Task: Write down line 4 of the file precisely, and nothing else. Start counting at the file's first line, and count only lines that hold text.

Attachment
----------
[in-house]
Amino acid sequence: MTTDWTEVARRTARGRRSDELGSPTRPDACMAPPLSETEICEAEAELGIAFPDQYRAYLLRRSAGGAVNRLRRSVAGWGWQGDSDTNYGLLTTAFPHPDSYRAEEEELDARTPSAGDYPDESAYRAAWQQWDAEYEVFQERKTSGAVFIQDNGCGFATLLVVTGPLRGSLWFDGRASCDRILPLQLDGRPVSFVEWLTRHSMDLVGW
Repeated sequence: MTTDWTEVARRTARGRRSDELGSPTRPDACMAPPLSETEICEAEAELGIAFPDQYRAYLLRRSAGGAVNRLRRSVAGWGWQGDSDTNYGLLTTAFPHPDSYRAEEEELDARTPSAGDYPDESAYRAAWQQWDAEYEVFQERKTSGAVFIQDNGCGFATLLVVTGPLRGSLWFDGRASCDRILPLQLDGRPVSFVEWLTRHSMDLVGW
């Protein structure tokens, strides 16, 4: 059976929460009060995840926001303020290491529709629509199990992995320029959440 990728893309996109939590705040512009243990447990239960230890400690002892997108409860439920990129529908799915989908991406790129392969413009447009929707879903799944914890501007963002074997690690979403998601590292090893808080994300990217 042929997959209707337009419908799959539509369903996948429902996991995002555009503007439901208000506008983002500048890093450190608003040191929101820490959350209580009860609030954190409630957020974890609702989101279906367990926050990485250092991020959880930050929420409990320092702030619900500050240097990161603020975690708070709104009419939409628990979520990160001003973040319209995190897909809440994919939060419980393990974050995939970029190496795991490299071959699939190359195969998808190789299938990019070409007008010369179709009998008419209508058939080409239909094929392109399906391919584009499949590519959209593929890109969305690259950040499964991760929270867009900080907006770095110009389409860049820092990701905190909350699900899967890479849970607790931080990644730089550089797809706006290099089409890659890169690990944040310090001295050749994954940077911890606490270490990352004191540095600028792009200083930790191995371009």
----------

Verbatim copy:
């Protein structure tokens, strides 16, 4: 059976929460009060995840926001303020290491529709629509199990992995320029959440 990728893309996109939590705040512009243990447990239960230890400690002892997108409860439920990129529908799915989908991406790129392969413009447009929707879903799944914890501007963002074997690690979403998601590292090893808080994300990217 042929997959209707337009419908799959539509369903996948429902996991995002555009503007439901208000506008983002500048890093450190608003040191929101820490959350209580009860609030954190409630957020974890609702989101279906367990926050990485250092991020959880930050929420409990320092702030619900500050240097990161603020975690708070709104009419939409628990979520990160001003973040319209995190897909809440994919939060419980393990974050995939970029190496795991490299071959699939190359195969998808190789299938990019070409007008010369179709009998008419209508058939080409239909094929392109399906391919584009499949590519959209593929890109969305690259950040499964991760929270867009900080907006770095110009389409860049820092990701905190909350699900899967890479849970607790931080990644730089550089797809706006290099089409890659890169690990944040310090001295050749994954940077911890606490270490990352004191540095600028792009200083930790191995371009």